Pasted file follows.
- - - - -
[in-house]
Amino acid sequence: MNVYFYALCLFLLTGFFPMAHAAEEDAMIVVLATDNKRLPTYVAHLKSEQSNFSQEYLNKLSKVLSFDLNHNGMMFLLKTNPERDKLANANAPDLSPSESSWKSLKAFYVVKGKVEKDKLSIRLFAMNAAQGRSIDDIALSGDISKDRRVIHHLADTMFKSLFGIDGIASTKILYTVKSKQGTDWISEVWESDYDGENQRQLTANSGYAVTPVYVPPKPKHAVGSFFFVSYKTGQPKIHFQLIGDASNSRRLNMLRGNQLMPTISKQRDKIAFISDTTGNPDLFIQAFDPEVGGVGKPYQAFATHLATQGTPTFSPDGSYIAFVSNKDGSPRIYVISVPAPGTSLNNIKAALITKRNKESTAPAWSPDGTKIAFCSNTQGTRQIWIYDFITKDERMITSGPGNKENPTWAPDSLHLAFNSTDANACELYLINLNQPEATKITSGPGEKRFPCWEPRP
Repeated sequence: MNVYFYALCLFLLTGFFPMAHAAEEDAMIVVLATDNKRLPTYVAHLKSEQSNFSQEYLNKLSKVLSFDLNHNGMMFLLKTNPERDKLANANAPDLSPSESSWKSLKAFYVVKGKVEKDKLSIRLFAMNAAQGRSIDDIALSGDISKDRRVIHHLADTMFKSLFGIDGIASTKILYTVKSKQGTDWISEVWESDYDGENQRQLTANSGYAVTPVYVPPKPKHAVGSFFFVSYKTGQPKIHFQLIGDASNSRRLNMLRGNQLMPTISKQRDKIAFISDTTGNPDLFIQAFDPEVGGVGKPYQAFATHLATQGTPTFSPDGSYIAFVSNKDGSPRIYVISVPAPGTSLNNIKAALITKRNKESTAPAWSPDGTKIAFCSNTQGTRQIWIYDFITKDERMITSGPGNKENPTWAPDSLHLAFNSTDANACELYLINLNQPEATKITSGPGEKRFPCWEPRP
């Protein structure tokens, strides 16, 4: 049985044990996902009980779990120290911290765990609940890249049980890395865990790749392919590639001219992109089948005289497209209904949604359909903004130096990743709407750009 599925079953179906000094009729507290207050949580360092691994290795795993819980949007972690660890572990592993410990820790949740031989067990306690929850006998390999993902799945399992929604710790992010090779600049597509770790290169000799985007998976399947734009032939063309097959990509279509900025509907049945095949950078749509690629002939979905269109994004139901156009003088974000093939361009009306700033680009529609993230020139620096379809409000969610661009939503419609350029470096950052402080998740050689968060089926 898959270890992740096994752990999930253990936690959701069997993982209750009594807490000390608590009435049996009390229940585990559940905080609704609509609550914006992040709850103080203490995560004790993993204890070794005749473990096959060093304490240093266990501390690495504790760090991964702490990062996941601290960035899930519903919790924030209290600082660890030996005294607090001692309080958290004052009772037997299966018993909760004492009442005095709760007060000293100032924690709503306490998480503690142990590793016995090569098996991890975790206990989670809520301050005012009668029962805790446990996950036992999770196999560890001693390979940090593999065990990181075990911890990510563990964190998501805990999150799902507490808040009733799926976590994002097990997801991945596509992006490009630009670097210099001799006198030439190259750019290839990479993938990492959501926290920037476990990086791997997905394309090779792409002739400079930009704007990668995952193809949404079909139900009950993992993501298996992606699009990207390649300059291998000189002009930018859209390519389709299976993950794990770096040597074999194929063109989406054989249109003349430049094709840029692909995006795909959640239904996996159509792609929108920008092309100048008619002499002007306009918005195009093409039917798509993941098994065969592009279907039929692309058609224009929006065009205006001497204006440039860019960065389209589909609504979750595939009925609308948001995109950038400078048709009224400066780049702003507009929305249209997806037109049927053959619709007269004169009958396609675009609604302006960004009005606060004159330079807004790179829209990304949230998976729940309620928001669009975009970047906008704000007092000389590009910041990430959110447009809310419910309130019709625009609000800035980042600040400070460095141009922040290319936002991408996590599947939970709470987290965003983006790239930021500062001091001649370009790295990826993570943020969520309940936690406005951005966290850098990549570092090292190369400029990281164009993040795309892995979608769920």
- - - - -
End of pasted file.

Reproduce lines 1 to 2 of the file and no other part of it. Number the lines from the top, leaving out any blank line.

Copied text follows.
[in-house]
Amino acid sequence: MNVYFYALCLFLLTGFFPMAHAAEEDAMIVVLATDNKRLPTYVAHLKSEQSNFSQEYLNKLSKVLSFDLNHNGMMFLLKTNPERDKLANANAPDLSPSESSWKSLKAFYVVKGKVEKDKLSIRLFAMNAAQGRSIDDIALSGDISKDRRVIHHLADTMFKSLFGIDGIASTKILYTVKSKQGTDWISEVWESDYDGENQRQLTANSGYAVTPVYVPPKPKHAVGSFFFVSYKTGQPKIHFQLIGDASNSRRLNMLRGNQLMPTISKQRDKIAFISDTTGNPDLFIQAFDPEVGGVGKPYQAFATHLATQGTPTFSPDGSYIAFVSNKDGSPRIYVISVPAPGTSLNNIKAALITKRNKESTAPAWSPDGTKIAFCSNTQGTRQIWIYDFITKDERMITSGPGNKENPTWAPDSLHLAFNSTDANACELYLINLNQPEATKITSGPGEKRFPCWEPRP